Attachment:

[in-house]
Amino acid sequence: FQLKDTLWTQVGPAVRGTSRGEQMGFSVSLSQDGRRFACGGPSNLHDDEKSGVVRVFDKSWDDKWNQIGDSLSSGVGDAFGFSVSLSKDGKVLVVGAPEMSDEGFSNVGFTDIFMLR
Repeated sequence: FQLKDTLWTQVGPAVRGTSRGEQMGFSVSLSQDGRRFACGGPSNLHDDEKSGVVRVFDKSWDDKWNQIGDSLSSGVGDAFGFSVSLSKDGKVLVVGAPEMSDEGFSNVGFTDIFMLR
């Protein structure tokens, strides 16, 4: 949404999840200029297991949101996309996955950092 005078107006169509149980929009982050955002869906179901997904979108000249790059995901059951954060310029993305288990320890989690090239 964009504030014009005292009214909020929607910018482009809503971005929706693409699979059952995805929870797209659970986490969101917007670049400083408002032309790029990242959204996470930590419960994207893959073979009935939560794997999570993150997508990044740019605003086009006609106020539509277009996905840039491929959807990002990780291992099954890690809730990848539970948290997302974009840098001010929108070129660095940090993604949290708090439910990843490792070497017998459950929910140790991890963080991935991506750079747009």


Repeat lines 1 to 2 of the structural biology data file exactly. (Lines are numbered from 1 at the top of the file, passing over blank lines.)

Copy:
[in-house]
Amino acid sequence: FQLKDTLWTQVGPAVRGTSRGEQMGFSVSLSQDGRRFACGGPSNLHDDEKSGVVRVFDKSWDDKWNQIGDSLSSGVGDAFGFSVSLSKDGKVLVVGAPEMSDEGFSNVGFTDIFMLR